“Stay cool, but pay less for electricity this summer” (USA Today)

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Great article by USA Today on how to take greater control of your energy bill this summer by considering the different energy options available in your state, providing the opportunity to make the decision that best fits your energy needs!

USA Today
Contact: Athena Cao

Chilling out at home might inflate your electricity bill even more this summer, as the National Weather Service forecasts increased probabilities of above-normal temperatures across much of the country. But you can save money in two ways: use electricity more efficiently, and pay at a lower rate.

Retail sales of electricity typically peak around July and August, according to records from the Energy Information Administration. For example, households bought almost 360,000 megawatt-hours of electricity last July, or 32% more than in April 2015.

Average electric bills vary drastically among different states. In 2014, the national average was $114.09 per month, according to the EIA’s latest report. But bills were as high as $187.59 in Hawaii or as low as $77.79 in New Mexico.

Regardless of where you live, here are some tips to help you save:

• Shop around for the cheapest rate.  If you live in Washington, D.C., or one of these 15 states — California, Connecticut, Delaware, Illinois, Maine, Maryland, Massachusetts, Michigan, New Hampshire, New Jersey, New York, Ohio, Pennsylvania, Rhode Island and Texas — congratulations, you have an option in the rate you pay.  That’s because the retail electricity providers there are allowed to compete with utilities to serve residential customers.  At least 17.2 million households, or 13% of the total electric customers, have switched from utilities to competitive retail suppliers, according to the EIA.

But choosing a supplier and the right electricity plan can be a headache. Suppliers offer an overwhelming array of plans that differ in rates, fees, length and bundled goods and services, from Nest thermostats and smart lighting to home warranties and heating and cooling maintenance and repair.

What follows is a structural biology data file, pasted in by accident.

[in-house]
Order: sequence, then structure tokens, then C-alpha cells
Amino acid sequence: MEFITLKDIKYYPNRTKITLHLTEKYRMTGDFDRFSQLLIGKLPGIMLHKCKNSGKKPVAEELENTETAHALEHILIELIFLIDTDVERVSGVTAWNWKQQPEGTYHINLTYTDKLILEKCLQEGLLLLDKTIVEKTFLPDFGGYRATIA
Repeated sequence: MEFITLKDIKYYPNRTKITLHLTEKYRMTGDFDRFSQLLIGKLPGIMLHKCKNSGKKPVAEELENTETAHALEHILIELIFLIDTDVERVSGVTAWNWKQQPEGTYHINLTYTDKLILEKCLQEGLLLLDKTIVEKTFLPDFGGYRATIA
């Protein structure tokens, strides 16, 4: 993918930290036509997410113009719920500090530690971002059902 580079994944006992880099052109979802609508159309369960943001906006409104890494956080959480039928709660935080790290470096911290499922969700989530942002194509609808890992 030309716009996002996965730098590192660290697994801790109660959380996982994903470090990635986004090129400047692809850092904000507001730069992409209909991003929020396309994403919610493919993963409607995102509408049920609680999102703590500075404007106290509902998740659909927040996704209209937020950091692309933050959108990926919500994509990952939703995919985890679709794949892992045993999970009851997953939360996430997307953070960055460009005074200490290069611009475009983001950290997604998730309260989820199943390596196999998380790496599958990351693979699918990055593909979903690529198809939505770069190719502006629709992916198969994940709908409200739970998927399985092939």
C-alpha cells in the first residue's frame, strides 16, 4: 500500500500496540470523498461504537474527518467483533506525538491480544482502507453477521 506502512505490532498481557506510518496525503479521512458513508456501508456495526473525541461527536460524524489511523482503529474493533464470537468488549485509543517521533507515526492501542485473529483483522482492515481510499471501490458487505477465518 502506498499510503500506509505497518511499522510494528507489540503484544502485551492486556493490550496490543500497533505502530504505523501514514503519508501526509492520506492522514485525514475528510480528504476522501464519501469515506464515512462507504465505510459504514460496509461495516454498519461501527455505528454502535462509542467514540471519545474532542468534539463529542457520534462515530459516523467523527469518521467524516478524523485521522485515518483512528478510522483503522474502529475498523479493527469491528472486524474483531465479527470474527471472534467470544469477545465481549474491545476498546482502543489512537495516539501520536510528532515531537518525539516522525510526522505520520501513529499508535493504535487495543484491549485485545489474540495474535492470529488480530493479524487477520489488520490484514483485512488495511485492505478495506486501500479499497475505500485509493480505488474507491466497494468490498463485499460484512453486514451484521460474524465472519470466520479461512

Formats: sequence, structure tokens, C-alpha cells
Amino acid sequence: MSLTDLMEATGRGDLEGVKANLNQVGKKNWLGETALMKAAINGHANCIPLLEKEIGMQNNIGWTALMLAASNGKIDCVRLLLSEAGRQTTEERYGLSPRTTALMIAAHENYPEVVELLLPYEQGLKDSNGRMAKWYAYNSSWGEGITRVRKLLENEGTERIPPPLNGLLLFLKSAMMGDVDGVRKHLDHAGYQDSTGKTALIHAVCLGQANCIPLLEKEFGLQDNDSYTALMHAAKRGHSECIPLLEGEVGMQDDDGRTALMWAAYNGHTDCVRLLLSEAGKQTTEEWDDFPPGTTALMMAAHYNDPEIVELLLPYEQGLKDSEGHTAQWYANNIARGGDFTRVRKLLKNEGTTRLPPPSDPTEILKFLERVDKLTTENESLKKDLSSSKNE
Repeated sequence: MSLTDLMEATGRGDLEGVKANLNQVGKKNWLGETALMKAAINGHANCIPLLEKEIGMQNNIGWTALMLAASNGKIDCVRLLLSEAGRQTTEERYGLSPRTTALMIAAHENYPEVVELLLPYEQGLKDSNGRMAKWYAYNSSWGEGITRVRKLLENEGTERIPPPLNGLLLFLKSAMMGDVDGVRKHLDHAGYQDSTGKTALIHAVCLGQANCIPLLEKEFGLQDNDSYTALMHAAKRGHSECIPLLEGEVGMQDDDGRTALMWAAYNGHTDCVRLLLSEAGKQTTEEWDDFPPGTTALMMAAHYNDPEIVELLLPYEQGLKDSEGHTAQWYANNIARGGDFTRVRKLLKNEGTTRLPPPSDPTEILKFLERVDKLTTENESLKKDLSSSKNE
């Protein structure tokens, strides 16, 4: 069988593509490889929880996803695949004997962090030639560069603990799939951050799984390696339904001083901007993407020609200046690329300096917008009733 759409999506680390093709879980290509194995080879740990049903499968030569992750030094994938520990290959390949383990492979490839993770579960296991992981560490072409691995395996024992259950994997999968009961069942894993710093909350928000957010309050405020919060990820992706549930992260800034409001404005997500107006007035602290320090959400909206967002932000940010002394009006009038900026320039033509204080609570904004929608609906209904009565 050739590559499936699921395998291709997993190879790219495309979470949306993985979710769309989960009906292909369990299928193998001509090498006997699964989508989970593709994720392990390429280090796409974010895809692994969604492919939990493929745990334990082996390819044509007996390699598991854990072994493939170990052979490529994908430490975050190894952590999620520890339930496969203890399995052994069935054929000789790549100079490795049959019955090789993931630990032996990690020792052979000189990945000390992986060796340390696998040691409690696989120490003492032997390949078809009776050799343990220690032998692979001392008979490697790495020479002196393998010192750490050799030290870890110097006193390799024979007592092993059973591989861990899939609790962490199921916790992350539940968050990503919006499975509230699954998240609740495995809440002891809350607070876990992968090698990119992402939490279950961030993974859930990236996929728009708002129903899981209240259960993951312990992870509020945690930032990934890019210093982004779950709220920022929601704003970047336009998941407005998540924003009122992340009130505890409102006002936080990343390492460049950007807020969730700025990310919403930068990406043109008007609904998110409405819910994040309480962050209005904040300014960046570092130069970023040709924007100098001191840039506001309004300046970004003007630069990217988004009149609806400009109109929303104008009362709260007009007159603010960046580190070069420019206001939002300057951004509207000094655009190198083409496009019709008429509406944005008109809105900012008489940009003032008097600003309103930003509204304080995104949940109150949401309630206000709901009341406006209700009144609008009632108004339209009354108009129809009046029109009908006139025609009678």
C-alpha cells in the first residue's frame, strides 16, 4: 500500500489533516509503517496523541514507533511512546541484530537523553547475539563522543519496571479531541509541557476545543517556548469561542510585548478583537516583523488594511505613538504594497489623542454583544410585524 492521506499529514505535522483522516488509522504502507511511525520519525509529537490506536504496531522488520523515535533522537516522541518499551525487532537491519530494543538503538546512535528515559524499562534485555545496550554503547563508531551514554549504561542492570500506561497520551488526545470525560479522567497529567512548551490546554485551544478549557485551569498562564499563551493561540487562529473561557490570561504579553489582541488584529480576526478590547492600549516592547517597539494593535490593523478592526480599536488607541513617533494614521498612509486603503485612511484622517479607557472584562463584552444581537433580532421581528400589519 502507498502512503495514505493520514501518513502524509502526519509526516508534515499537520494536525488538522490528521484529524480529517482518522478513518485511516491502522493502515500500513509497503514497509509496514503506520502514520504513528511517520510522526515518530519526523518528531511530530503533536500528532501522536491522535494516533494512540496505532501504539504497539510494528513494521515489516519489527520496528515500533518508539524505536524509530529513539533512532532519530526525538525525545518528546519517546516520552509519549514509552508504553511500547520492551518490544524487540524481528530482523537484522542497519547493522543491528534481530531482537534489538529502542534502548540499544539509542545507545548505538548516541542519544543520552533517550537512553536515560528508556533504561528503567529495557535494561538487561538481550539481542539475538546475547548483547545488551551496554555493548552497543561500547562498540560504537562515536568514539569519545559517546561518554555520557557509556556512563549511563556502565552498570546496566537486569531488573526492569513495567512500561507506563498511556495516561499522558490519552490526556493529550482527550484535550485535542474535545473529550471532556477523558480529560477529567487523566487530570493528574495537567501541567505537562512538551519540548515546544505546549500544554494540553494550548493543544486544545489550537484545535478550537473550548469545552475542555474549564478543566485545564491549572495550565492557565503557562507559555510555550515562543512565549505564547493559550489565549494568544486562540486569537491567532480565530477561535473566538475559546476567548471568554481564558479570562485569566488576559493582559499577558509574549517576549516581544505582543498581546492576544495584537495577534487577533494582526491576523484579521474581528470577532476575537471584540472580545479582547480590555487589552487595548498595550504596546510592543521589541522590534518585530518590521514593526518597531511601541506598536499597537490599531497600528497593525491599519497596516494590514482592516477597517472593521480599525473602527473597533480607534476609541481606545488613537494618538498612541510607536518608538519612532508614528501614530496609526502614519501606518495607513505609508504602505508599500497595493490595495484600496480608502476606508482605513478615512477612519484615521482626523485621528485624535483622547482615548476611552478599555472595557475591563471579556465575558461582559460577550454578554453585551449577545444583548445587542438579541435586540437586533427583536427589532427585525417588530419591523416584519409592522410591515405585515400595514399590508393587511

Consumers should take into consideration their monthly budgets as well as their need for both electricity and related  devices. Consumers should also be mindful of the terms of the plans, because the rate will change from the contracted rate — usually fixed — to a monthly variable rate when the plan expires.

• Take advantage of programs offered by the utilities.  Even if you don’t  have a choice in the price you pay for electricity, you can still save money by enrolling in various incentive programs. Depending on the utility company, common programs include energy savings credits, which lower your bill if you reduce your electricity usage during peak hours; cooling cycle rewards, which pay you to have  your A/C cycled off-and-on for a few hours on hot summer days; and various types of energy assessments, which help homeowners understand their consumption patterns and provide suggestions to increase energy efficiency.

Mama was right: “Close the door. We are not cooling the street.” Common sense will serve you well when it comes to cutting back electricity usage, said Branko Terzic, a former commissioner of the Federal Energy Regulatory Commission and now a managing director at Berkeley Research Group. Besides the basics — minimizing the times you open and close the refrigerator, making sure your windows and doors are well sealed, unplugging your device after charging, etc.  — Terzic suggests consumers not to keep old appliances around. If you buy a new refrigerator for the kitchen, don’t move your old fridge to the basement and continue using it. It is just as inefficient.

To read the entire article, click on the link below.

View this News Release (external link)

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